Trekking Across the Database Universe

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Over the past decade, the continued advancement and sophistication of database technology has fueled an ever-increasing hunger for information. Today, organizations consider database management systems (DBMS) to be not only strategic business assets, but also the sole resource that transforms vast quantities of data into information that can actually drive business performance. “Data volumes and the scope of what companies can track with data continue their astronomical growth,” said Howard Fosdick, president of Fosdick Consulting Inc., an IT management consultancy and database administrator contractor. “The DBMSs are more automated and self-managing, which leads to less technical database tending and more inspirational data leveraging by DBAs for competitive advantage.”


IBM’s DB2, Oracle’s 10g and 9i, and Microsoft’s SQL Server are considered the cream of the crop of DBMSs today. The big three have held their elite position as market-share leaders for the past 10 years or so—after Sybase fell out of the ranks in the mid-1990s. However, according to Fosdick, the rise of open-source DBMSs could shake up the big three’s dominance in the future. “This has already prompted Oracle and IBM to give away free, single-user versions of their databases,” Fosdick said. “Clearly the big three feel the competitive heat, but very few IT organizations for the foreseeable future will replace commercial DBMSs with open source.”


Although commercial DBMSs are likely to retain their dominance, more and more companies are adding open-source databases into the mix. “Many organizations are utilizing open-source databases as well because they are typically inexpensive since their license fees are either zero or very minimal,” Fosdick said. “Commercial DBMSs like Oracle, DB2 and SQL Server are among the most costly software packages that IT sites buy, and low-cost open-source DBMSs can curtail this spending.”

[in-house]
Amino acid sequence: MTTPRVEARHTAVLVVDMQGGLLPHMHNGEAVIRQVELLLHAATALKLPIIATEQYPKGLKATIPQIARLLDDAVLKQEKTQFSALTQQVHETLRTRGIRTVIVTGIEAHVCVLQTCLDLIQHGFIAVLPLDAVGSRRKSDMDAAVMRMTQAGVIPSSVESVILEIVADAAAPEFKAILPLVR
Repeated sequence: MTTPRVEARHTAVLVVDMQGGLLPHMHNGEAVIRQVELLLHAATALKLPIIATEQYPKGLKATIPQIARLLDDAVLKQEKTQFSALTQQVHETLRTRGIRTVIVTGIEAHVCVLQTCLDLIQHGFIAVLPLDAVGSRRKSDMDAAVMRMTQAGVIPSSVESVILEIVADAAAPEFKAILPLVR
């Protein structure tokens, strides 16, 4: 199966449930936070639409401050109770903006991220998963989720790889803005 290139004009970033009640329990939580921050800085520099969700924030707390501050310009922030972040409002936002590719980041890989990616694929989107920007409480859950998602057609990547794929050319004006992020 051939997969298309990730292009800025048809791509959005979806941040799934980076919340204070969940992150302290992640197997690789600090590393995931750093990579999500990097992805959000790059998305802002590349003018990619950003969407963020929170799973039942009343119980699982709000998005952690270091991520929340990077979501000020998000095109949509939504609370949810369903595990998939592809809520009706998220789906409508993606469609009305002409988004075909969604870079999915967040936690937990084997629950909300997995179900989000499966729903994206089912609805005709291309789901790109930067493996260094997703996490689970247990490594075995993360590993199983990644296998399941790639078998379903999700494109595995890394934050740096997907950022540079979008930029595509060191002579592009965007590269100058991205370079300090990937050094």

Nevertheless, open-source DBMSs cannot displace commercial DBMS, Fosdick said. Open-source databases often lack special features, scalability and add-on tools like business intelligence, data mining, OLAP and ETL. Other challenges presented by open-source DBMSs include a lack of applications packages, as well as the need to budget time and money to convert from one DBMS to another. “Even if average IT shops wanted to convert totally from Oracle, DB2 or SQL server to an open-source product, this would be a huge project that would take years to complete,” Fosdick said. “Most will instead say, ‘Why bother?’ and just plug open-source DBMSs into new applications where there is clear cost advantage to be had. So they end up with both commercial and open-source DBMSs running side by side.”


Throughout the industry, open-source systems are commonly used for development, small projects, informal projects, projects run in specific departments rather than by centralized IT and projects run by developers where DBAs are not involved. According to Fosdick, large organizations use open-source databases to complement their main commercial databases only in specific applicable areas.


However, according to Carsten Pedersen, certification manager for MySQL AB, “In the past, when an application became too large for its current architecture, IT departments had to scale up and buy bigger hardware and a more expensive database license to run it on, and there was also a lot of work that went into that complex migration. Now you are seeing many companies scale out with MySQL. They have an old proprietary DBMS that is too expensive to throw away, but also too expensive to grow. So instead, they leave the existing DBMS intact and attach dozens or even hundreds of low-cost MySQL servers around it running on cheap commodity PCs.”